A Few Notes on Film Music

When a film is working, none of the individual elements stand out; that is, we are so caught by the complete work that we aren’t conscious of where the camera is positioned or what filters cover the lens or whether an actor is reciting a script or improvising. Such matters are for subsequent viewings; in fact, one of the singular pleasures of watching a really great film, say a Citizen Kane, is in knowing we can go back later to pick it apart.

And so with film music. You may go later to buy a film’s soundtrack, but you shouldn’t be thinking about that journey while watching the film. When the background music becomes obvious, when it pulls us from the narrative, something has gone terrible wrong. For better or for worse, the tradition of narrative filmmaking has conditioned us to expect a seamless integration of all the filmic parts.

Examples abound where the soundtrack of a film has ravaged an otherwise good story, especially from the sixties and seventies, the freewheeling decades following the collapse of the studio era. Recently I saw the cult horror film The Wicker Man (1973) with my wife and had to practically hold her to the chair through some of the musical interludes, which smacked of the quirkiness and false ebullience of the seventies. I’ve had similar moments myself revisiting films from Dirty Harry (1971) to American Graffiti (1973), and, I am somewhat hesitant to say, Easy Rider (1969). The music inordinately draws attention to the unfortunate era that produced it.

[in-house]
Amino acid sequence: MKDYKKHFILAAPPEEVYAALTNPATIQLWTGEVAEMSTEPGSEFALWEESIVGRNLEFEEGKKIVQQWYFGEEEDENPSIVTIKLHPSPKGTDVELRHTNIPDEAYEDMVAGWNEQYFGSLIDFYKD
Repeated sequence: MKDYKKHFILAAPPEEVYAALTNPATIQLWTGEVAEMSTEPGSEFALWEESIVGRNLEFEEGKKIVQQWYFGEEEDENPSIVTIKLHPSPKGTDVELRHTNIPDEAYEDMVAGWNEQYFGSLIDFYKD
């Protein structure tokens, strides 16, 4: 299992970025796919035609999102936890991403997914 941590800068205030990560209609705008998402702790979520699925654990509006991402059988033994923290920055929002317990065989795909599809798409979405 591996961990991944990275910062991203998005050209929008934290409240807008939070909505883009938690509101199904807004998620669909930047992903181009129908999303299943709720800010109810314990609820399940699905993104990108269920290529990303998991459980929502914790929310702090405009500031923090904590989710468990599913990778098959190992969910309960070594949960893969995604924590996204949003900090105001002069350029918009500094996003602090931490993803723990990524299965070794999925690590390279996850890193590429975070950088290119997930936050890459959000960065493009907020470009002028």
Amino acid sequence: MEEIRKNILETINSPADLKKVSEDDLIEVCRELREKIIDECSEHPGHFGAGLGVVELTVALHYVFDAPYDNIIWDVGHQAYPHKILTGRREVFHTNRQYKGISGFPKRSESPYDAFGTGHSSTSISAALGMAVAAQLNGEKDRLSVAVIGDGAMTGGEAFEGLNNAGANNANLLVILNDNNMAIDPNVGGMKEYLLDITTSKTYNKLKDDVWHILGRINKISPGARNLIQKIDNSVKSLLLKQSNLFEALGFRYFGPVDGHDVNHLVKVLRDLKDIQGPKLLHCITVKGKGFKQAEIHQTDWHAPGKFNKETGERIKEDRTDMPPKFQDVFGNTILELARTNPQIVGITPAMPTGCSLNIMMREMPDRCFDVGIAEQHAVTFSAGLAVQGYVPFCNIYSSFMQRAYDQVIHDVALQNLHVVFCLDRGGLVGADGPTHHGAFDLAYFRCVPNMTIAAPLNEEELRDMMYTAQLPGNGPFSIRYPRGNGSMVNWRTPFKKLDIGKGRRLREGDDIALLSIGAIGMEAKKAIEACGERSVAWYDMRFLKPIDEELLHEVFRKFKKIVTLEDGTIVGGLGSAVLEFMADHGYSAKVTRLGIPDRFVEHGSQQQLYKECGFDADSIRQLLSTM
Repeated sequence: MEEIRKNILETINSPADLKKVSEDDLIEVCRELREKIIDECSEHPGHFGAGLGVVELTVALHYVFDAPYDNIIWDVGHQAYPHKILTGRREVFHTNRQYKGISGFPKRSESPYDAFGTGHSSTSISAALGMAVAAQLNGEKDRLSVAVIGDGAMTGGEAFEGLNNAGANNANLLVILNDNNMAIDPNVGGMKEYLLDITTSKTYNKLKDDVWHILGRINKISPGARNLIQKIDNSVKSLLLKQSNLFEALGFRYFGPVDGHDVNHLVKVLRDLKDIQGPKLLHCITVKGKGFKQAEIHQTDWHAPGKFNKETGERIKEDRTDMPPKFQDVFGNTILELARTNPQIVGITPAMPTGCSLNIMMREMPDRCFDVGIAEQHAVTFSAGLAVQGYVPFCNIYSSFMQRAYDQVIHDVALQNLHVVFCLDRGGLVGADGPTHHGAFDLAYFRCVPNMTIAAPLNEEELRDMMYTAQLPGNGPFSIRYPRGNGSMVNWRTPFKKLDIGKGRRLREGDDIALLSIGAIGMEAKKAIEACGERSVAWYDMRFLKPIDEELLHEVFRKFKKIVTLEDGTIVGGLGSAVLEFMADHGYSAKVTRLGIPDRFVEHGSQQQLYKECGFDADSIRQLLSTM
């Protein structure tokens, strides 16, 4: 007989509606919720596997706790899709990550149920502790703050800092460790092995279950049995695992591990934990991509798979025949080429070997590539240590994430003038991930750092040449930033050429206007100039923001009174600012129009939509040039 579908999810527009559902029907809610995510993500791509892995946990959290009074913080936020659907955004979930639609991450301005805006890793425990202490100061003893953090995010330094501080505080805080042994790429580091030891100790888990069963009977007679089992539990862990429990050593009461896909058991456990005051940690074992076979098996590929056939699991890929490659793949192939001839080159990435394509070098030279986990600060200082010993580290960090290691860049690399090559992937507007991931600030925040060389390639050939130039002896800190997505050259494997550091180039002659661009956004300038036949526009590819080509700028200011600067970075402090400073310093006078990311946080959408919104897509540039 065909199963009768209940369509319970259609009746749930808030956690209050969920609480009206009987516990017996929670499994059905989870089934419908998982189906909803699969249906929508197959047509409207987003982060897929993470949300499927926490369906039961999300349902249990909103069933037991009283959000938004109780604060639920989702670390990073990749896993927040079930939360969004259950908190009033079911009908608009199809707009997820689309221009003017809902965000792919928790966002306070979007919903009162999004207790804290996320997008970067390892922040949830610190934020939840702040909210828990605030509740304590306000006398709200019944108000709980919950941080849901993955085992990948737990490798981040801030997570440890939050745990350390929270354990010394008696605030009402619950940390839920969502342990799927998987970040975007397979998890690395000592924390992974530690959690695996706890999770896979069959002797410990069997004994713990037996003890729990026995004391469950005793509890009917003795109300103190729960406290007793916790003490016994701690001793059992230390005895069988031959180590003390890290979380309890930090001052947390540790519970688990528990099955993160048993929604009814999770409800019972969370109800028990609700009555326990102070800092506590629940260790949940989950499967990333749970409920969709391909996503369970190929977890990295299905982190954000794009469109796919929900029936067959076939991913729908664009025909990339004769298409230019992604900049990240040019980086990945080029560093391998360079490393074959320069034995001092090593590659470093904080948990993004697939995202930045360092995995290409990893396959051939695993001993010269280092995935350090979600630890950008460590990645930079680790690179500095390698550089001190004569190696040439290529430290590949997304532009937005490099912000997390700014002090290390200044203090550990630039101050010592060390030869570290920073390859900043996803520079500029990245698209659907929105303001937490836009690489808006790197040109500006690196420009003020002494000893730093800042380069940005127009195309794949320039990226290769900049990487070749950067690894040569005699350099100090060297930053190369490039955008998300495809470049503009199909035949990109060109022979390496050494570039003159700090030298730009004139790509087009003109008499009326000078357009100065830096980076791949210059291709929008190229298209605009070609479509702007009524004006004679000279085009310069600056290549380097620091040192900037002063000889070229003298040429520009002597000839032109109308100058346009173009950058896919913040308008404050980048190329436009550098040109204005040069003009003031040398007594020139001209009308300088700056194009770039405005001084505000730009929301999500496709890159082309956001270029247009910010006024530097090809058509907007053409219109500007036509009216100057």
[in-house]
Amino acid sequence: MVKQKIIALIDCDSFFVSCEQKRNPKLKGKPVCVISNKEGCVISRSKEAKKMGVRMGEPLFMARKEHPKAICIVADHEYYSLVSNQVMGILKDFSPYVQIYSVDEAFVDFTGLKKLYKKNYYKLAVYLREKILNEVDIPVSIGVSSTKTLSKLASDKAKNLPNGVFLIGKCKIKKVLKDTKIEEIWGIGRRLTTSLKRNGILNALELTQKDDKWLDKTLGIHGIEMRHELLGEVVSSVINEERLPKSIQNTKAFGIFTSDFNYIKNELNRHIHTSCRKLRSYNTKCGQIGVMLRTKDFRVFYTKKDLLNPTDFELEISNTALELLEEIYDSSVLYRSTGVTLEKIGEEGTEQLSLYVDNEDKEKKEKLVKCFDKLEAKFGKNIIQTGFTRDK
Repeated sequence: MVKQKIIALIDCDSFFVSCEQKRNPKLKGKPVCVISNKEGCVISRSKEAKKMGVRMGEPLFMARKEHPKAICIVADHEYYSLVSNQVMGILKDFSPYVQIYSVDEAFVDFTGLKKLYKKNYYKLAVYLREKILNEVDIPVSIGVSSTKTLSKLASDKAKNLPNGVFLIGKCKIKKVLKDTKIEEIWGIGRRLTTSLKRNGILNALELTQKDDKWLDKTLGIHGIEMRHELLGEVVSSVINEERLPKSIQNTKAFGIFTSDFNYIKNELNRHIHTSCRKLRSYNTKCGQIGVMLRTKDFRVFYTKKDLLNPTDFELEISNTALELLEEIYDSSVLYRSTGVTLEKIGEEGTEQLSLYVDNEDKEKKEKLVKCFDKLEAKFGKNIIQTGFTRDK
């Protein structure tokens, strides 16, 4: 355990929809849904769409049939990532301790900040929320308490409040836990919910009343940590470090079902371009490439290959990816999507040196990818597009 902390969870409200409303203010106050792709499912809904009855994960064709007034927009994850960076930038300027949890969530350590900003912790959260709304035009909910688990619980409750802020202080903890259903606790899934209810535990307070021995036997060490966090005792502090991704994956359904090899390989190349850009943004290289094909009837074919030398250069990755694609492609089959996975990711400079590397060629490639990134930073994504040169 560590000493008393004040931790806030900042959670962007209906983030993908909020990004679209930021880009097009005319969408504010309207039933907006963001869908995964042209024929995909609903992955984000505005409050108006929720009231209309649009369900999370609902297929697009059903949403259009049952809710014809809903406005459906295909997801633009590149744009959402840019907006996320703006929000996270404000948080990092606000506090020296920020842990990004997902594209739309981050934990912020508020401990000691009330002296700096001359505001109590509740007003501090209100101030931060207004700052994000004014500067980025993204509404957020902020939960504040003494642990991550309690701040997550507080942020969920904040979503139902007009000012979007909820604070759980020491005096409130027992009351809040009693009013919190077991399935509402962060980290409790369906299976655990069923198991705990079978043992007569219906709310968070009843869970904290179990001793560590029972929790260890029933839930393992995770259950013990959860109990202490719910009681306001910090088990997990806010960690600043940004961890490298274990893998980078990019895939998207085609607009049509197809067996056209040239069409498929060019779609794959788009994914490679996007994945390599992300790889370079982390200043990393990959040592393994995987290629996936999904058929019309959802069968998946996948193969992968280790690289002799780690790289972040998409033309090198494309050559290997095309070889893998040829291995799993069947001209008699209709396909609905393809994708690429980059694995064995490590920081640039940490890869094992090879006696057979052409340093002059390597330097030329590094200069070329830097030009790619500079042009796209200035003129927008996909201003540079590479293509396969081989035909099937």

This is the problem for many films with pop music tracks from the past few decades–pop music has a short shelf life. (Someone should tell this to the many critics falling over one another in praise of the quirky Moulin Rouge! (2001)).

Film music most often is used to set a mood. Viewers care first about story. Add an appropriate mood to a good story and you have the beginning of something. Think of those great Bernard Herrmann scores to Hitchcock films like North by Northwest, or Psycho. Hermann wasn’t trying to be hip or trendy. His was a humbler labor. A more recent example might be the fine John Williams tracks for Star Wars, Indiana Jones, and Minority Report. Or the great soundtracks for Chariots of Fire (1981), The Mission (1986), and The Last of the Mohicans (1992).

Sometimes a soundtrack can be extremely large and still work, as in David Lean’s 1945 classic Brief Encounter with its masterful integration of Rachmaninof’s Piano Concerto in C Minor, or in the recent O Brother, Where Art Thou? with its great folk soundtrack? However, these are exceptions to the general rule that with film music, discretion and humility is best.

A word about the musical. Even musicals draw criticism when the music overwhelms the story. Most connoisseurs of the form prefer the sophisticated stories of An American in Paris (1951) and Chicago to the more primitive Busby Berkeley “putting on the show” stories which make you extremely aware of the coming on of song and dance numbers. And as for the pop music musicals like Saturday Night Fever (1977), Grease (1978), Tommy (1975) or Moulin Rouge!, well… Judy Garland took us somewhere over the rainbow; I don’t think the Bee-Gees ever accomplished quite that.